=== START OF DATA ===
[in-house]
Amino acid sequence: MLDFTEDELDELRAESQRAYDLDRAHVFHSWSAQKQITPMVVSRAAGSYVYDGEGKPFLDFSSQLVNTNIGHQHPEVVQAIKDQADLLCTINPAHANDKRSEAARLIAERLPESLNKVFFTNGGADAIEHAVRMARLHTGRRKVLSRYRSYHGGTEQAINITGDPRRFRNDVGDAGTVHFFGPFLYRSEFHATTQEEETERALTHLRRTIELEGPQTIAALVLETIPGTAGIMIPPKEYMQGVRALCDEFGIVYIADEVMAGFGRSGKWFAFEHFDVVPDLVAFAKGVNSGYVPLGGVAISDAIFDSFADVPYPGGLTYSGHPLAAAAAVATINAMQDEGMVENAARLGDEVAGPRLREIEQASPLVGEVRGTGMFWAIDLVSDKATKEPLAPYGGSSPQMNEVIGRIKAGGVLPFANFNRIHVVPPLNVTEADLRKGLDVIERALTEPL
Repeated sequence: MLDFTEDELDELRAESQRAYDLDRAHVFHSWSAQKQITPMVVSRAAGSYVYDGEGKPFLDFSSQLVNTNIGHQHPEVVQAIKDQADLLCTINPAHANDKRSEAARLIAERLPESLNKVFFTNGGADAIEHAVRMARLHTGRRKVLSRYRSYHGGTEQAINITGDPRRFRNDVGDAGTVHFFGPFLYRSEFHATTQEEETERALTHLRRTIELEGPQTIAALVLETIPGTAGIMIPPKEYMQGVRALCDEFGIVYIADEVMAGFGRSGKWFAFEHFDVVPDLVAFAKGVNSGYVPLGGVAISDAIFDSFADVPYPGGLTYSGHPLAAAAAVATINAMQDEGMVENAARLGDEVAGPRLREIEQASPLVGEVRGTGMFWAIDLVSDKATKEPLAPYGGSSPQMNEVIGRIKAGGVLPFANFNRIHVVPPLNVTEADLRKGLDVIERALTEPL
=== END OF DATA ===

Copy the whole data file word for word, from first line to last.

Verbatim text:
[in-house]
Amino acid sequence: MLDFTEDELDELRAESQRAYDLDRAHVFHSWSAQKQITPMVVSRAAGSYVYDGEGKPFLDFSSQLVNTNIGHQHPEVVQAIKDQADLLCTINPAHANDKRSEAARLIAERLPESLNKVFFTNGGADAIEHAVRMARLHTGRRKVLSRYRSYHGGTEQAINITGDPRRFRNDVGDAGTVHFFGPFLYRSEFHATTQEEETERALTHLRRTIELEGPQTIAALVLETIPGTAGIMIPPKEYMQGVRALCDEFGIVYIADEVMAGFGRSGKWFAFEHFDVVPDLVAFAKGVNSGYVPLGGVAISDAIFDSFADVPYPGGLTYSGHPLAAAAAVATINAMQDEGMVENAARLGDEVAGPRLREIEQASPLVGEVRGTGMFWAIDLVSDKATKEPLAPYGGSSPQMNEVIGRIKAGGVLPFANFNRIHVVPPLNVTEADLRKGLDVIERALTEPL
Repeated sequence: MLDFTEDELDELRAESQRAYDLDRAHVFHSWSAQKQITPMVVSRAAGSYVYDGEGKPFLDFSSQLVNTNIGHQHPEVVQAIKDQADLLCTINPAHANDKRSEAARLIAERLPESLNKVFFTNGGADAIEHAVRMARLHTGRRKVLSRYRSYHGGTEQAINITGDPRRFRNDVGDAGTVHFFGPFLYRSEFHATTQEEETERALTHLRRTIELEGPQTIAALVLETIPGTAGIMIPPKEYMQGVRALCDEFGIVYIADEVMAGFGRSGKWFAFEHFDVVPDLVAFAKGVNSGYVPLGGVAISDAIFDSFADVPYPGGLTYSGHPLAAAAAVATINAMQDEGMVENAARLGDEVAGPRLREIEQASPLVGEVRGTGMFWAIDLVSDKATKEPLAPYGGSSPQMNEVIGRIKAGGVLPFANFNRIHVVPPLNVTEADLRKGLDVIERALTEPL